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No Labels Took More Than $100,000 From Clarence Thomas Buddy Harlan Crow

The “nonpartisan” group also relied on Crow—whom it dubbed one of its “whales”—to reel in nearly two dozen other donors from 2019 to 2021.

Harlan Crow in 2015
Chris Goodney/Bloomberg/Getty Images
Harlan Crow at his Old Parkland estate in Dallas, Texas, in 2015

Years before megadonor Harlan Crow was reading ProPublica stories about his close ties with Clarence Thomas, often seen as maybe the most partisan justice on the Supreme Court, he was doling out donations and referring friends to No Labels, the outside group that claims to offer an avowedly nonpartisan approach to politics.

If some might see a contradiction there, it’s one that doesn’t seem to matter to either Crow or No Labels.

Crow’s participation in No Labels fundraisers and work expanding the group’s donor network illustrates how even as the group says it is driven only by bipartisanship, in actuality it is eager to associate with donors who like to hang out with powerful conservatives seemingly OK with skirting federal disclosure laws.

The New Republic obtained a document with figures showing that between 2019 and 2021, Crow donated over $130,000 to No Labels. Crow was considered a “whale”-level donor by the organization—an august status reserved for only the most generous donors. Crow referred other donors to No Labels, ones who earned the “whale,” “dolphin,” and lesser “minnow” status. By 2021, Crow had steered nearly two dozen other donors to No Labels, the information provided to The New Republic shows.

Officially, No Labels’ mission is to create a space for moderates on both the left and the right to come together and find solutions above the partisan fray. But the group has managed to anger Democrats at times by endorsing conservative candidates such as then-Representative Cory Gardner in Colorado, who was running for Senate against moderate Democrat Mark Udall in 2014. No Labels also labeled Donald Trump a “problem solver” in the early days of the 2016 campaign because he signed a piece of paper No Labels circulated supposedly committing to enacting certain reforms if elected.

This year, No Labels has been looking to set up a launching pad for a third-party presidential ticket with one Republican and one Democrat on it. But the focus of these efforts will more likely help a Republican—the way things are looking, Trump—win a matchup against Joe Biden. No Labels has been torched by Democrats and Democratic-leaning groups, including the moderate Third Way, for mounting an effort that’s almost bound to hurt Biden.

Crow is the Texas billionaire who was the subject of an extensive ProPublica investigation into his ties to Thomas. In secret, Crow had been giving lavish gifts to the high court justice and bought a home that Thomas owned with his mother and brother. Thomas did not disclose those gifts, which is most likely a violation of federal law.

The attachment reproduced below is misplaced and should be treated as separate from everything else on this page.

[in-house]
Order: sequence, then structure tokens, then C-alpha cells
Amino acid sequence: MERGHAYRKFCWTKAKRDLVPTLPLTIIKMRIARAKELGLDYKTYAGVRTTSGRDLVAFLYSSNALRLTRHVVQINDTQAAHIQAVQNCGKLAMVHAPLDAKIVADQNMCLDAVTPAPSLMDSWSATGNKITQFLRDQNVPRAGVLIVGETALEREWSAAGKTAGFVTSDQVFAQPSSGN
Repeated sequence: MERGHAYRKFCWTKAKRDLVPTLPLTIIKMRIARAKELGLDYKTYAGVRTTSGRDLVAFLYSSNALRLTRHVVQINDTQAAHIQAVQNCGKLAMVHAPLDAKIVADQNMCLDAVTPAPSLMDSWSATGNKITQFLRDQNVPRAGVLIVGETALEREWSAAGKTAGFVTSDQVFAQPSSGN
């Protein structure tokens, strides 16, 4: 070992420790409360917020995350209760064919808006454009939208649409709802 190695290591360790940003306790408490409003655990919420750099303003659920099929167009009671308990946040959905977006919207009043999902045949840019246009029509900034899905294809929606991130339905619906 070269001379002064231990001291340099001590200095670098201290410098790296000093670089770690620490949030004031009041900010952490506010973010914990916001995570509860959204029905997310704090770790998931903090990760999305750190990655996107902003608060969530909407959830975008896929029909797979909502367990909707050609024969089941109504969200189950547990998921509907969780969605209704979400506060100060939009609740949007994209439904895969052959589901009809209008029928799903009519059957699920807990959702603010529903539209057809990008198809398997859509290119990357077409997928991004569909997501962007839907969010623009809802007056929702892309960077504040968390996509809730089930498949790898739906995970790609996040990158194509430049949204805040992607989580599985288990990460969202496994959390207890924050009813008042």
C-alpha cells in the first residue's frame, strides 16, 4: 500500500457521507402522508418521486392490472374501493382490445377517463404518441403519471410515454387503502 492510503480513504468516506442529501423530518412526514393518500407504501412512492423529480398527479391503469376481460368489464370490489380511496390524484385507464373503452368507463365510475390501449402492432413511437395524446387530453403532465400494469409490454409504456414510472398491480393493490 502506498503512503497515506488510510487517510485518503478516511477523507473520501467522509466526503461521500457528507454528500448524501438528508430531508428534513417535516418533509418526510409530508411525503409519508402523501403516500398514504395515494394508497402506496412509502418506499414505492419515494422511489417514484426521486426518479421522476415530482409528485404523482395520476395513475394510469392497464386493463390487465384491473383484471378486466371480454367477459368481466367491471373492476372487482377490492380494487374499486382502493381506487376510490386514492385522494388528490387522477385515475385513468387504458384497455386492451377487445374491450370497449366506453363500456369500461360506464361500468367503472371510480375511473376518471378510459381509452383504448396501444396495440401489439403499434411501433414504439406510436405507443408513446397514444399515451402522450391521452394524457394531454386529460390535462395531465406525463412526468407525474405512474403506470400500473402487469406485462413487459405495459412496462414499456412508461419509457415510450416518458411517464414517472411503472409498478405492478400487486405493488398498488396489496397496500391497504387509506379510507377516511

In a statement to The New Republic, Crow said he supports No Labels because he believes that both parties have become too extreme. “America is in trouble if we keep going down the path of letting the two extremes dictate our politics,” Crow said in the statement. “I support No Labels because our government should be about what’s best for America, not what’s best for either political party. That’s also why I’ve supported candidates from both sides of the aisle who are willing to engage in civil discussions to move our country forward.”

In fact, a review of his donations through FEC filings suggests otherwise. The large majority of those donations are for Republicans and Republican-affiliated committees—groups like the National Republican Congressional Committee and candidates like Senator Ron Johnson and Dave McCormick, a GOP Senate candidate in Pennsylvania. Crow has donated to Democrats, but they veer toward the moderate: Senator Kyrsten Sinema and Congressman Josh Gottheimer.

In a separate statement to The New Republic, in response to questions about whether No Labels felt any sort of pause about Crow given his close ties and gifting to Thomas, spokesperson Maryanne Martini argued that Crow and his relationship with Thomas was “just noise.” Martini accused The New Republic of writing this story because it was peddled by special interest groups.

“Unlike the special interest groups trying to maintain the status quo by peddling false and negative stories to The New Republic, the citizen-led No Labels community is focused on making sure every American can cast a presidential vote in 2024 for an administration that will help the nation’s working families and communities thrive,” Martini said in the statement. “Everything else is just noise.”

There’s an important through line between No Labels and Crow, and it’s not a passion for bipartisanship. Rather, it’s indulging conservatives under the flag of bipartisanship. They both argue that the best solutions are ones born out of moderation, with both Democrats and Republicans involved. But Crow’s ardor for Thomas, who has been found to be the most conservative justice on the bench by one academic analysis, doesn’t exactly square with love of bipartisanship, and the actions by No Labels suggest that the group would rather create an opening for conservatives to thrive.